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Molva molva:   (click for more)

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Synonyms
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  • Molva vulgaris  Fleming, 1828
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  • Gadus raptor  Nilsson, 1832
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  • Molva linnei  Malm, 1877
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  • Lota mola  Moreau, 1881
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  • Molva molva  Smitt, 1893
    FAO Names
    En - Ling, Fr - Lingue franche, Sp - Maruca.
    3Alpha Code: LIN     Taxonomic Code: 1480400501
    Scientific Name with Original Description
    Gadus molva  Linnaeus, 1758, Syst.Nat., ed. 10:254.
    Diagnostic Features
    Jaws subequal; barbel longer than eye.  Second dorsal fin with 59 to 70 rays; anal fin with 57 to 66 rays; pelvic fin not reaching beyond end of pectoral fin.  Colour: dorsally reddish brown, shading to white ventrally; posterior areas of vertical fins dark with pale margins. 
    Geographical Distribution

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    Barents Sea and Iceland to Morocco; rare in the northwestern Mediterranean, off southern Greenland, and Canada.
    Habitat and Biology
    Demersal on rocky bottomsat depths of 15 to 600 m or more, commonly from 100 to 400 m.Young up to 1-2 years of age are coastal (15-20 m depth) and pelagic; fish of 3 years migrate to greater depths.First maturity is reached at 5 years for males (80 cm) and 5-6 years for females (90-100 cm).
    Spawning occurs from March to July and eggs are pelagic. Fecundity may reach 20 to 60 million eggs per female. Major spawning grounds are located at 200 m depth from the Bay of Biscay to the Gulf of Norway at 100 to 300 m off southern Iceland, and at 50 to 300 m in the Mediterranean Sea.  Growth is rapid (8-10 cm/year): at 1 year, 20 cm; 2 years, 31-35 cm; 3 years, 31-35 cm; 4 years, 73-83 cm. Females grow faster than males. The maxi-mum age is 10 years for males and 14 for females (ca. 200 cm total length).Feeds mostly on fish (cod, herring, flatfish) but also on crustaceans (lobsters), cephalopods and echinoderms (starfishes).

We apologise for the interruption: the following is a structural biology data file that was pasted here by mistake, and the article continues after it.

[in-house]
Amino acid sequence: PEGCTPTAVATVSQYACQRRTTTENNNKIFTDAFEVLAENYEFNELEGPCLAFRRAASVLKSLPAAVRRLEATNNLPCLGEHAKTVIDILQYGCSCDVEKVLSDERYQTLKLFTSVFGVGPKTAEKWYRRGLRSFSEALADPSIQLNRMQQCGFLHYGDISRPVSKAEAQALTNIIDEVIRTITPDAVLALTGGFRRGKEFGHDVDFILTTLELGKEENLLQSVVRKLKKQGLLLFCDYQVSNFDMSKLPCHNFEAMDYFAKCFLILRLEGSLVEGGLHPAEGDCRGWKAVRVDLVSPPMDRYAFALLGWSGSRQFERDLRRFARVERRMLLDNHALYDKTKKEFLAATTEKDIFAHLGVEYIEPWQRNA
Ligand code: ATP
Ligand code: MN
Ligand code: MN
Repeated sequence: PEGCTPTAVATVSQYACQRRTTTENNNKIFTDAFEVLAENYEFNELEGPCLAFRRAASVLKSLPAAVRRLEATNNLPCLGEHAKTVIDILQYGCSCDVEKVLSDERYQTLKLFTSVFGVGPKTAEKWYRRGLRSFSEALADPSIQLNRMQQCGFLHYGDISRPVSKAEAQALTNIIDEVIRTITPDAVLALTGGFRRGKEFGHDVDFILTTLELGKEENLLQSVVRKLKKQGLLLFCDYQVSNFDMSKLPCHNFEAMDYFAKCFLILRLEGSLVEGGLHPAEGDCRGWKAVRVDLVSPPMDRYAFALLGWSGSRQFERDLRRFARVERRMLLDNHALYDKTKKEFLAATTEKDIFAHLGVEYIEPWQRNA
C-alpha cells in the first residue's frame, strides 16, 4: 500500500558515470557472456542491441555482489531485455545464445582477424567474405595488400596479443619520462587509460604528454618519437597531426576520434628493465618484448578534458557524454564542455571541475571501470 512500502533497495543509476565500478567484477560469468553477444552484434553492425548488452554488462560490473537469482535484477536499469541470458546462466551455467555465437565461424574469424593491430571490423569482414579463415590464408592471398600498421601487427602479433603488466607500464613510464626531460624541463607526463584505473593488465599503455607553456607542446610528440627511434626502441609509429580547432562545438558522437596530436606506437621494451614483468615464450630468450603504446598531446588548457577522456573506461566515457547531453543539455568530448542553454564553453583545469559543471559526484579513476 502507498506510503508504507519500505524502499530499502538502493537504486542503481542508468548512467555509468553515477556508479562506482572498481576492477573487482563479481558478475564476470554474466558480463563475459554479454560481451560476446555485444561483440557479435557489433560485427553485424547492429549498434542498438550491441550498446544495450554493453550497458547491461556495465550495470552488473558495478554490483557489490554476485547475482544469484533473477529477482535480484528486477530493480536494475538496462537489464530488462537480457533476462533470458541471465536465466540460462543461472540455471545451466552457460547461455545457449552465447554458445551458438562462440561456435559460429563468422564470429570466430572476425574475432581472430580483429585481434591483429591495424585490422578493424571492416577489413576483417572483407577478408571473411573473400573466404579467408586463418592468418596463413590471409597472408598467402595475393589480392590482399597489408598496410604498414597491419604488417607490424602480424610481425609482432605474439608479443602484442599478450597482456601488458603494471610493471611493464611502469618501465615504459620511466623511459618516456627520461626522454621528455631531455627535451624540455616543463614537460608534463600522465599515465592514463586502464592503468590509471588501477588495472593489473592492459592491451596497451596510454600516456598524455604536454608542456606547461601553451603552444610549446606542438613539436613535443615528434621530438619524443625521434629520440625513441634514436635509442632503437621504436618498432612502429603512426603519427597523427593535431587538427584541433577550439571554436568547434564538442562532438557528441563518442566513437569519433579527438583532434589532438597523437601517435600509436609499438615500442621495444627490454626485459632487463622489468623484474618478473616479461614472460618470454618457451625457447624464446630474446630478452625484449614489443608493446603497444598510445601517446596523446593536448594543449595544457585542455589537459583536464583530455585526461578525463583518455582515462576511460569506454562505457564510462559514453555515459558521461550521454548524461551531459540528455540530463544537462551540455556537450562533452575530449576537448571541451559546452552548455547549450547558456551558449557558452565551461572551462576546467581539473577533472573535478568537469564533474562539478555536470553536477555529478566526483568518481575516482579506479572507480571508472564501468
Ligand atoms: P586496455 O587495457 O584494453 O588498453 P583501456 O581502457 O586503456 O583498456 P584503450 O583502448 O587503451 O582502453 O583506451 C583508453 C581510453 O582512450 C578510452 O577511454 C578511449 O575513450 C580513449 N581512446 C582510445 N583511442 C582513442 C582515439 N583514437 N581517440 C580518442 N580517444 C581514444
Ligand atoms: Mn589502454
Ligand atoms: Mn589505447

Size
    Reaching 200 cm total length; common from 63 to 160 cm.
    Interest to Fisheries
    Locally abundant. The catch reported for 1987 in the FAO Yearbook of Fishery Statistics, totalled 63 078 t, all from the northeastern Atlantic (Norway: 20 510 t, France: 13 200 t,, Spain: ca. 10 033 t, UK: 7 538 t Faeroe Islands: 4 619 t, Faeroe Iceland: 4 161 t, Denmark: ca. 1 374 t, and others). Fished with bottom trawls, longlines, gillnets and handlines.
    Marketed frozen, as fresh fillets, dried. salted, in brine and also fishmeal.The total catch reported for this species to FAO for 1999 was 53 870 t. The countries with the largest catches were Norway (19 215 t) and UK (11 350 t).
    Local Names
    ALGERIA : Lingue .
    BELGIUM : Leng .
    BULGARIA : Molva .
    DENMARK : Lange .
    FINLAND : Molva ,  Pyjoreapyrstoinen .
    FRANCE : Elingue ,  Lingue ,  Lingue franche ,  Julienne ,  Morue lingue ,  Tutchuela .
    GERMANY : Leng .
    GREECE : Pentiki ,  Pontikópsaro .
    ICELAND : Langa .
    ITALY : Molva .
    MALTA : Lipp .
    NETHERLANDS : Leng .
    NORWAY : Lange .
    POLAND : Molwa .
    PORTUGAL : Donzela .
    SPAIN : Lengua de bacalá ,  Maruca .
    SWEDEN : Langa .
    TURK : Gelincik .
    UK : Ling .
    former USSR : Molva .
    YUGOSLAVIA : Mantiz morski .
    Source of Information
    FAO species catalogue. Vol.10. Gadiform Fishes of the world (Order Gadiformes). An Annotated and Illustrated Catalogue of Cods, Hakes, Grenadiers and other Gadiform Fishes Known to Date.Daniel M.Cohen Tadashi Inada Tomio Iwamoto Nadia Scialabba 1990.  FAO Fisheries Synopsis. No. 125, Vol.10. Rome, FAO. 1990. 442p.
    Bibliography
    Andriashev, (1954)
    Bini, (1969)
    Fraser - Brunner & Paimer, (1951)
    Svetovidov, (1948)
     
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